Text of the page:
East of Eden by John Steinbeck 4* –  the story of two families—the Trasks and the Hamiltons—whose generations helplessly re-enact the fall of Adam and Eve and the poisonous rivalry of Cain and Abel. I enjoyed this beautifully written book, which begins slowly, but not as much as The Grapes of Wrath, which I thought was amazing. It’s long – too long really – and to my mind it reads like a morality tale of good versus evil. There are many parallels to the Bible stories, with surely one of the most evil characters ever in Cathy. I liked the way Steinbeck set out the moral dilemmas and gave the characters choice using the Hebrew word ‘timshel‘, meaning ‘thou mayest’.

The Gaslight Stalker (Esther & Jack Enright Mystery #1)The Gaslight Stalker by David Field 2* – historical crime fiction set in London in 1888. This was a disappointing book, that provides a new solution to the Jack the Ripper murders. There are two elements to the plot and I don’t think they mixed well. I liked the historical facts based on the evidence in the Jack the Ripper case and thought they were well written, if a little repetitive. But the romance between Esther, a young seamstress and Jacob Enright, a young police officer, felt out of place and is too simplistically narrated.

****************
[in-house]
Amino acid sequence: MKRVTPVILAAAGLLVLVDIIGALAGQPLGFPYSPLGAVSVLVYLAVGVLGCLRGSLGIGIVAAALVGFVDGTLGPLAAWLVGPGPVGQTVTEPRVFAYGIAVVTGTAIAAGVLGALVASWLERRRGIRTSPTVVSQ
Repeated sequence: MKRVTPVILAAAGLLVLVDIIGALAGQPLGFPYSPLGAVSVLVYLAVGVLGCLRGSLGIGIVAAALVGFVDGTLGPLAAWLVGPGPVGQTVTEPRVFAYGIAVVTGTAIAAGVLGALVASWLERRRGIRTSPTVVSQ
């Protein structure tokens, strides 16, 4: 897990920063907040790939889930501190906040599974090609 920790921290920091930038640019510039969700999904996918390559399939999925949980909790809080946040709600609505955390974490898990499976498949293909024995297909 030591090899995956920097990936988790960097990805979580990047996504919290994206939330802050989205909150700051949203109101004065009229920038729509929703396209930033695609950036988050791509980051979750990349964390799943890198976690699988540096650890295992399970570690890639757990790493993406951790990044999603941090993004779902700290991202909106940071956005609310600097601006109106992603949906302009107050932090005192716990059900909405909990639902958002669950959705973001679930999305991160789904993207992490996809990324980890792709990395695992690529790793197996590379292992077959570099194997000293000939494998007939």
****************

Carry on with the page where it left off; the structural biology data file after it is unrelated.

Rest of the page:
9 thoughts on “Books Read in September 2018

  1. You’ve had an interesting reading month, Margaret. I’m glad you’ve had your share of highly-rated reads, too. And it is interesting, isn’t it, how we change our way of reading (paper books, ebooks, etc..) over time, isn’t it? I’m glad you mentioned Wedlock, as that’s one I would like to read. I appreciate the nudge.

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  2. I’m also reading more ebooks, in my case because having moved into a much smaller property I simply don’t have room for any more physical books. The only ‘real’ books that I read now are from the library. One of my criteria for which books came with me was whether or not they would be available as an ebook should I want to read them again. If they were then the physical copy had to go.
    I’m afraid we are going to have to disagree over Dead Woman Walking. I really didn’t like it. In fact, I haven’t got on with any of Sharon Bolton’s books since she stopped writing about Lacey Flint.


  3. Lots of variety here – I’ve always wanted to read East of Eden because I loved The Grapes of Wrath. I’m not sure I realized how long it was! Thanks for the reviews – what’s up for October?


  4. An excellent reading month for you, Margaret. I’m attracted by The Way of all Flesh and also plan to read that Maigret for ‘Belgium’ for the European Reading challenge.


  5. I don’t read many e-books because I read mainly at night and reading e-books then interferes with my sleep. maybe when I am retired and can read more in the day.

    I have got to read more books by Michael Innes. I read a lot of them when I was younger and I want to see if I still like them or if my tastes have changed.

    Great list of books, interesting to read about. You definitely take more chances with books than I do.